Gain. n.s. [gain, French.]
- Profit; advantage.
But what things were gain to me, those I counted loss for Christ. Phil. iii. 7.
Besides the purpose it were now, to teach how victory should be used, or the gains thereof communicated to the general content. Raleigh's Essays.
It is in praise of men as in gettings and gains; for light gains make heavy purses; for light gains come thick, whereas great come but now and then. Bacon, Essay 53.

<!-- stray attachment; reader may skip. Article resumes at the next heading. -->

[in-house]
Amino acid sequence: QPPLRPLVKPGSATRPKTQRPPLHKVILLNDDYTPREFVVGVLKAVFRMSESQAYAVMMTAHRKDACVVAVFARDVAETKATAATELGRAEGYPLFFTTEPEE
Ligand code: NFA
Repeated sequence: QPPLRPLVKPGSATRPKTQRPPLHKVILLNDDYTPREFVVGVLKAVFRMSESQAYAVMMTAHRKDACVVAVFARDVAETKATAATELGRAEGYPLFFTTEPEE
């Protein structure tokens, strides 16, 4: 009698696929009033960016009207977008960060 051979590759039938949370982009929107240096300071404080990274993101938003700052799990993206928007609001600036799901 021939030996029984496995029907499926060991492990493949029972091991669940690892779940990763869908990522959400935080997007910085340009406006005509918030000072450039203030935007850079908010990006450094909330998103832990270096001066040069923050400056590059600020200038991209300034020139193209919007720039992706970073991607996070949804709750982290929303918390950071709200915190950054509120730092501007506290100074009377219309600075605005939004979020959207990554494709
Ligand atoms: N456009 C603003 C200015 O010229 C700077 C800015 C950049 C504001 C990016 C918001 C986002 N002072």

This must be made by some governor upon his own private account, who has a great stock that he is content to turn that way, and is invited by the gains. Temple.
- Interest; lucrative views.
That sir, which serves for gain,
And follows but for form,
Will pack, when it begins to rain,
And leave thee in the storm. Shakespeare's King Lear.
- Unlawful advantage.
Did I make a gain of you by any of them whom I sent unto you? 2 Cor. xii. 17.
- Overplus in a comparative computation; any thing opposed to loss.